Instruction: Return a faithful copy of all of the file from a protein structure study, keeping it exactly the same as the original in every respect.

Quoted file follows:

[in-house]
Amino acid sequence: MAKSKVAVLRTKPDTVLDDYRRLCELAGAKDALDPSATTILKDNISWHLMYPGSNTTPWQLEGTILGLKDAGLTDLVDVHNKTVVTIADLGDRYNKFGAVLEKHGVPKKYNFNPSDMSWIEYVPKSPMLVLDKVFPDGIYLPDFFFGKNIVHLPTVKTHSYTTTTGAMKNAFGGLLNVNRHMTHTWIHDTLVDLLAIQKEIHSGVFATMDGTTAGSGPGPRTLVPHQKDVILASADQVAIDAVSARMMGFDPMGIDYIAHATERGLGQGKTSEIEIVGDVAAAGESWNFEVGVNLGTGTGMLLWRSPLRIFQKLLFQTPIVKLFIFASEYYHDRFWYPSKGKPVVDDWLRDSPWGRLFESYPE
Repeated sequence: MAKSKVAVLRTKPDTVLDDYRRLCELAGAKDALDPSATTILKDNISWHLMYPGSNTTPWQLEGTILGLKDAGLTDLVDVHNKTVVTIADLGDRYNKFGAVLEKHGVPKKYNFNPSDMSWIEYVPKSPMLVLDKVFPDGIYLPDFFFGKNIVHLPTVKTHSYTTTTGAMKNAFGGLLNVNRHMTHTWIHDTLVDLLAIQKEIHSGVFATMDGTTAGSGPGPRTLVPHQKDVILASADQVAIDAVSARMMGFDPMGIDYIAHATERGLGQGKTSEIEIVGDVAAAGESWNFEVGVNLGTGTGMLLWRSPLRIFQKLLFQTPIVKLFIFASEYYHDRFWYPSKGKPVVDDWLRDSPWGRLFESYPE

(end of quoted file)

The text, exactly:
[in-house]
Amino acid sequence: MAKSKVAVLRTKPDTVLDDYRRLCELAGAKDALDPSATTILKDNISWHLMYPGSNTTPWQLEGTILGLKDAGLTDLVDVHNKTVVTIADLGDRYNKFGAVLEKHGVPKKYNFNPSDMSWIEYVPKSPMLVLDKVFPDGIYLPDFFFGKNIVHLPTVKTHSYTTTTGAMKNAFGGLLNVNRHMTHTWIHDTLVDLLAIQKEIHSGVFATMDGTTAGSGPGPRTLVPHQKDVILASADQVAIDAVSARMMGFDPMGIDYIAHATERGLGQGKTSEIEIVGDVAAAGESWNFEVGVNLGTGTGMLLWRSPLRIFQKLLFQTPIVKLFIFASEYYHDRFWYPSKGKPVVDDWLRDSPWGRLFESYPE
Repeated sequence: MAKSKVAVLRTKPDTVLDDYRRLCELAGAKDALDPSATTILKDNISWHLMYPGSNTTPWQLEGTILGLKDAGLTDLVDVHNKTVVTIADLGDRYNKFGAVLEKHGVPKKYNFNPSDMSWIEYVPKSPMLVLDKVFPDGIYLPDFFFGKNIVHLPTVKTHSYTTTTGAMKNAFGGLLNVNRHMTHTWIHDTLVDLLAIQKEIHSGVFATMDGTTAGSGPGPRTLVPHQKDVILASADQVAIDAVSARMMGFDPMGIDYIAHATERGLGQGKTSEIEIVGDVAAAGESWNFEVGVNLGTGTGMLLWRSPLRIFQKLLFQTPIVKLFIFASEYYHDRFWYPSKGKPVVDDWLRDSPWGRLFESYPE